Mercedes-Benz ML320/350 CDI/Bluetec (2007–Present)
Mercedes-Benz GL320/350 CDI/Bluetec (2007–Present)
Mercedes-Benz S320/350 CDI/Bluetec (2005–Present)
Chrysler 300 (2006-2011) (Europe and Australia only)
Mercedes-Benz Vito Van 120 cdi and Vito 204 Sports (2006–Present UK)

"You do realize there's more to a vehicle than just the motor, right? Now, how about asking the original question (3rd request)?"

You do realize we are talking about MB mechanics working on a MB motor, right?

Let's try this, aircraft engines.

CFM 56 is available on the Airbus 320 and 340, Boeing 737 and the KC-135, your trying to say a Airbus mechanic cannot work on a Boeing aircraft engine because it is a Boeing? Even though they share the same CFM 56 turbofan?
04-03-2013 04:28 PM
flyboyike
Quote:
Originally Posted by jinstall View Post
You do realize the GC 3.0L was a Mercedes motor right? Mercedes-Benz OM642 to be exact and also found in:
You do realize there's more to a vehicle than just the motor, right? Now, how about asking the original question (3rd request)?
04-03-2013 01:33 PM
jinstall
Quote:
Originally Posted by flyboyike View Post
Great. Now, answer the question I actually asked.
You do realize the GC 3.0L was a Mercedes motor right? Mercedes-Benz OM642 to be exact and also found in:

Dodge / Freightliner Trucks / Mercedes-Benz Sprinter (2006–Present)
Jeep Grand Cherokee WK (20051-20072-2008)
Mercedes-Benz C320 CDI (2007–Present)
Mercedes-Benz E320 CDI/Bluetec (2007-2009)
Mercedes-Benz E350 Bluetec (2010–Present)
Mercedes-Benz R320/350 CDI/Bluetec (2007–Present)
Mercedes-Benz ML320/350 CDI/Bluetec (2007–Present)
Mercedes-Benz GL320/350 CDI/Bluetec (2007–Present)
Mercedes-Benz S320/350 CDI/Bluetec (2005–Present)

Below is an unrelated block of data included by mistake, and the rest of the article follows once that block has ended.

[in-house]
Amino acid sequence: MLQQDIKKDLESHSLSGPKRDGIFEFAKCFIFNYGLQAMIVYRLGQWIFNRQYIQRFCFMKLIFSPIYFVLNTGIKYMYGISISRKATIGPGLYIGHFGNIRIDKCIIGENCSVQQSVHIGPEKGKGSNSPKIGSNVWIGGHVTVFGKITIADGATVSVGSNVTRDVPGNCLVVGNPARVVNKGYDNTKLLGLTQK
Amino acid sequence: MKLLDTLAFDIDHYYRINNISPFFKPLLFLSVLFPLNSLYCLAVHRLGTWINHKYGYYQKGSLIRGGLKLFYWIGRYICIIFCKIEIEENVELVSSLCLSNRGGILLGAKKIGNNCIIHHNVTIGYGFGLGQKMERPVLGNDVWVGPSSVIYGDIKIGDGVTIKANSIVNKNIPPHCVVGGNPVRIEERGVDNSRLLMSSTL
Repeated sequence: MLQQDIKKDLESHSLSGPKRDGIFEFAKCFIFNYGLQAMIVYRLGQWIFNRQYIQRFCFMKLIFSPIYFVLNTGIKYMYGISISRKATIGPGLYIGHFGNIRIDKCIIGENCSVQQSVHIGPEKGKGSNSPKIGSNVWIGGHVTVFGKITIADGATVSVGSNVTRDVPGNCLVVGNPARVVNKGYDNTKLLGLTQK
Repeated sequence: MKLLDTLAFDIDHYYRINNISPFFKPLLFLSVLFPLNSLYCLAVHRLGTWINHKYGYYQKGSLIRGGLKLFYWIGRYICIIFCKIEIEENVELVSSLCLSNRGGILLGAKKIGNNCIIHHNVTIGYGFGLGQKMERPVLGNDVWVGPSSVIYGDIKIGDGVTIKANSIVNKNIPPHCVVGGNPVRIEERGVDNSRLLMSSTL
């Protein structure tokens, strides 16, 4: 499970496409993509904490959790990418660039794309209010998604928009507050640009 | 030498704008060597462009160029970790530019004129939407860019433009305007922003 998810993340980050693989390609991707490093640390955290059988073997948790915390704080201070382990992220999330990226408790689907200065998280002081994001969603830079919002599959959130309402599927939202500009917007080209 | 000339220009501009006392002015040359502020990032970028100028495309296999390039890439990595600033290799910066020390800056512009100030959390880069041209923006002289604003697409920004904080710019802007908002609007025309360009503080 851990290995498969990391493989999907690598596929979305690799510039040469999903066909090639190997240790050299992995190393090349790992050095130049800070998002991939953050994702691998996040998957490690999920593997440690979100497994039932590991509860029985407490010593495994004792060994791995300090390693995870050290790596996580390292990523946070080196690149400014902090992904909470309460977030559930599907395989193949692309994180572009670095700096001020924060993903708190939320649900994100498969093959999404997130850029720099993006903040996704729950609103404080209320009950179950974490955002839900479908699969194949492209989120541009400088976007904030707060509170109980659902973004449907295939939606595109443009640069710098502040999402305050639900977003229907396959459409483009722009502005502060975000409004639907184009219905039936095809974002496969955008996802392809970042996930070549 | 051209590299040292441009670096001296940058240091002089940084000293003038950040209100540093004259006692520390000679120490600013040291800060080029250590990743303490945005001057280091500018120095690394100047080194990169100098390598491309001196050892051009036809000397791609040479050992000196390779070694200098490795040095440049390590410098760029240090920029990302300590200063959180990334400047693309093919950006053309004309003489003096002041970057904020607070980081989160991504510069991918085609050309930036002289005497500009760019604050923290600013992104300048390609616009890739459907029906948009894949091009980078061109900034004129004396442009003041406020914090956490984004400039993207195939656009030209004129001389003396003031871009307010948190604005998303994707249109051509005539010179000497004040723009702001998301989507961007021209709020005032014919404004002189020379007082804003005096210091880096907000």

Chrysler 300 (2006-2011) (Europe and Australia only)
Mercedes-Benz Vito Van 120 cdi and Vito 204 Sports (2006–Present UK)
04-03-2013 11:33 AM
flyboyike
Quote:
Originally Posted by jinstall View Post
2. MB mechanics go through an extensive MB schooling, some even get a paid school to Germany for specific training, like AMG certification.

Great. Now, answer the question I actually asked.
04-02-2013 02:35 PM
pozi240
Quote:
Originally Posted by Montag View Post
I spent about a dozen years working as a diesel mechanic. I also spent a couple of years overseas where I drove several diesel Toyota Hiace vans and Hilux pickups on a regular basis, and I was impressed with them. If Toyota would import their small diesels, I would absolutely buy one.

However, I know from bitter experience that not all diesels are created equal. There are plenty of poorly designed and manufactured diesels out there, and they are invariably a lot more expensive to repair than gas engines. Our limited selection of consumer diesels here in the US seems to have more than its share of lemons. VW's eat high pressure fuel pumps and VW's in general are a nightmare to work on. Early Duramax's ate injectors. Various Powerstrokes have had major head gasket problems. Jeep Liberty diesels use a VM Motori engine that is known the world over or being a cheap piece of junk. The new Ram 1500 is going to use an updated version of this turd. GM has it long and storied history of making half-assed diesels, and I expect no less from the Cruze diesel. A Dodge/Ram with a Cummins or a newer GM Duramax are about the only good options we have, and they are way too big/thirsty/expensive for my tastes.